Next on the list was finally the BBQ, which was not what I was expecting at all. We barbequed on these cool tables with a grill top on the end and charcoal hoppers on the inside. Then on top you put the meat and the veggies, and you are supposed to put the oil and the sauce that they gave you on them, which gives it flavor.  People can put on what they want and then it is a free for all. You can take or leave what you want, but all of the food was good. The squash was Skyler and my favorite out of all the food and everyone had a really good time cooking and just having fun. We played games and some of the kids danced with the some younger kids who were at We-co with another group. Our table got a little out of hand when they started to grill oranges and strawberries with the spices used for the meat. Apparently they were good on the strawberries; I didn’t believe them.  Once everyone finished, we packed all of the leftovers up and we went to the bus and we drove back to the New Star School and the American kids went to one room and the Chinese to another because the Chinese students needed to meet about something. We welcomed a break to speak English to each other. Some of our Journey East students were nervous because tomorrow we have to spend most of the day with our host families. Many are anxious because they are staying alone and most of the families don’t speak much English.  We were soon all separated again and went to our families for the night.

When I got to my host family, they were having a big family dinner. All of the host family siblings were there (she has a younger brother and younger sister), her mom and dad, her cousin and her son and husband, and her friend Michael, an English teacher from London England. We had all of the dishes that are famous in Kaili and they were all really good. As I am writing this it is like 10:30 on Saturday and I am so tired and going to bed so have a Happy Easter and a good day.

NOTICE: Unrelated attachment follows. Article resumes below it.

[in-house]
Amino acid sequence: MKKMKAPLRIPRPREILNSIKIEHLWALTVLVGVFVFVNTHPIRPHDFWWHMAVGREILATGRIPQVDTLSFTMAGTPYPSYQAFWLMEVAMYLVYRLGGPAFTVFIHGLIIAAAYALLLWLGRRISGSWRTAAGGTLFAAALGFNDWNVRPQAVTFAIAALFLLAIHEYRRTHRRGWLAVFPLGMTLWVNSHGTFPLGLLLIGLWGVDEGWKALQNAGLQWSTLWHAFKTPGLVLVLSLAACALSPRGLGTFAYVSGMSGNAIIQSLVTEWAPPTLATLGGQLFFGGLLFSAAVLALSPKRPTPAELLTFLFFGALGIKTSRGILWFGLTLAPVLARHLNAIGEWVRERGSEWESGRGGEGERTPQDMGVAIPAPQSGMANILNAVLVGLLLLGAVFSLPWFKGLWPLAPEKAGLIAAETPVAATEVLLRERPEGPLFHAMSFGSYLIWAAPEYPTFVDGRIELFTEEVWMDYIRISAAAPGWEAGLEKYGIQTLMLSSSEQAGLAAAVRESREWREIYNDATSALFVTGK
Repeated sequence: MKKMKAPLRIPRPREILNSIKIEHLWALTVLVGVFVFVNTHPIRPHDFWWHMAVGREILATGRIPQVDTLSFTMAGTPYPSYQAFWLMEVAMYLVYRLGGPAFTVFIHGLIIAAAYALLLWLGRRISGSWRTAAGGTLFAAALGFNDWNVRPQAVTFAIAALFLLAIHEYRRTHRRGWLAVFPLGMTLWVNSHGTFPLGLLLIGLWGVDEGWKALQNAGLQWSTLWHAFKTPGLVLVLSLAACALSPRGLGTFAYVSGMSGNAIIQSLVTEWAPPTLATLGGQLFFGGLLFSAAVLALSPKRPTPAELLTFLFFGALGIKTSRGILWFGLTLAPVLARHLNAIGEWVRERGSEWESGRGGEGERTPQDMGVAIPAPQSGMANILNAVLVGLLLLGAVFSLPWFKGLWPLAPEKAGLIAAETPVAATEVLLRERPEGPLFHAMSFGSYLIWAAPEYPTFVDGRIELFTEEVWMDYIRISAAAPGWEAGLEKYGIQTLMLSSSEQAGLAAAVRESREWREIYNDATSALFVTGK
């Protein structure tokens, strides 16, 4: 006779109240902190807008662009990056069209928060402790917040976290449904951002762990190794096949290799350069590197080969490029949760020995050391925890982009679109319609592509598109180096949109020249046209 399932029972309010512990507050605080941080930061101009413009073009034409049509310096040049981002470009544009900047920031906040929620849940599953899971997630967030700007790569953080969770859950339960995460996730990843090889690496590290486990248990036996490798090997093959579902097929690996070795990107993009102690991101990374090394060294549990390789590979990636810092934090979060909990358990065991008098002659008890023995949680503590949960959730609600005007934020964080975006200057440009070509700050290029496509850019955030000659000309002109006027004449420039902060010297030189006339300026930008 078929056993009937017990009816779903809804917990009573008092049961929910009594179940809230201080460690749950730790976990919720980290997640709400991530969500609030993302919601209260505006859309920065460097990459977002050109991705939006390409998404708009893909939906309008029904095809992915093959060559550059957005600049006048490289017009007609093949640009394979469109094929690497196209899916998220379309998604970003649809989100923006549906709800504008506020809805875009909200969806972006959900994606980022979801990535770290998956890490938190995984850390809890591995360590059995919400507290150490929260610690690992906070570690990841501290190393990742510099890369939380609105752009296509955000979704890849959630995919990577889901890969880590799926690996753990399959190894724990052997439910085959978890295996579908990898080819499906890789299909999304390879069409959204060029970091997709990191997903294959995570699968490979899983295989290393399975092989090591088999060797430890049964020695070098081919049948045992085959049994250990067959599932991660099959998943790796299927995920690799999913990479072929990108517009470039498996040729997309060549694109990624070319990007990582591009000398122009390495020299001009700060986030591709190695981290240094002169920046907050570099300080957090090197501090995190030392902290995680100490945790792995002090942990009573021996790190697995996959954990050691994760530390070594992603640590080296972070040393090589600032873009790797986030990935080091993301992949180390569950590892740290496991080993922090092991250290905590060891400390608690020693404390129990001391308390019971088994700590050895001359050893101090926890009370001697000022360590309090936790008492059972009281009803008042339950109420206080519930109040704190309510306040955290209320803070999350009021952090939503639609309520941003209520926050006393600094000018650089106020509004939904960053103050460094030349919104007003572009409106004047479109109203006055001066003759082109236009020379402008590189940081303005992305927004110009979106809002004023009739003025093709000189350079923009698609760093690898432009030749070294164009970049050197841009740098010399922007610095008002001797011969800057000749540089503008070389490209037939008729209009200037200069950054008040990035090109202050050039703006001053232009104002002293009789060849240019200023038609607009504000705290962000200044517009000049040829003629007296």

-Rebecca

2016-3-25 Sarah Andersen

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Sarah Andersen in the Weco strawberry greenhouse

Today we got up at 4 AM to go on the plane to Guiyang. When we got to Guiyang the landscape was so different from Beijing that I felt like we were in a tropical forest. As we landed, the hills and mountains were so interesting all I could do was stare out my window in wonder. Tino and I had a great view of Guiyang from our window.

We got on the bus and many of the Chinese were crowding at the windows taking pictures of us and looking in awe. I don’t think any of us had ever seen anything like it.  On the bus ride, we saw that some farmers had cows on ledges in the mountains, not enclosed in a fence, just eating grass; it was very interesting to see the two completely different cultures and landscapes – Beijing and Guiyang – right after each other. This is when I truly realized that I was in China, seeing the farming culture and rice paddies.

During our bus ride to Guiyang, we were given a list of our homestay assignments. We were supposed to be staying with a partner, but these lists said differently. I was looking forward to staying with Fairen because we have a lot of the same interests; now each of us was supposed to stay alone with a separate host family. To be completely honest, this scared me a lot. I don’t know any Chinese and I was worried my family wouldn’t know any English.

We arrived at the school, New Star, an accelerated English school, there was music playing and they had a banner. I felt like I was a movie star. They brought us into a classroom and gave us some snacks. There was a yellow cake bread that was pretty good, and they had some bananas. In the room there were balloons that we could play with. Jenny started a game with the Chinese and American students where we would try to keep the balloon up in the air the entire time. It was pretty easy, until we added more and more balloons. We only dropped one. They took us into another room that looked like a dance studio. We all sat in chairs around the room.

Soon, we had a little girl come in and sing a song for us. I felt like that was a big barrier breaker for the group. Our group sang Riptide after that. Skyler was on the ukulele for us, and it sounded pretty good. A couple of other groups of Chinese students got up and sang songs. Nathan and Sam were going to do one of their clown skits, but they never got around to it. We played a game with the students where they came out in white masks and we received a picture of one of them. Little did we know the person we received a picture of was our host sibling.  We got to look at the picture for ten seconds, and then we had to put the picture away. They removed their masks and we had to try to stand behind the person we thought we had a picture of. The teacher then told us if we were right or not. Nathan was the only person that was wrong.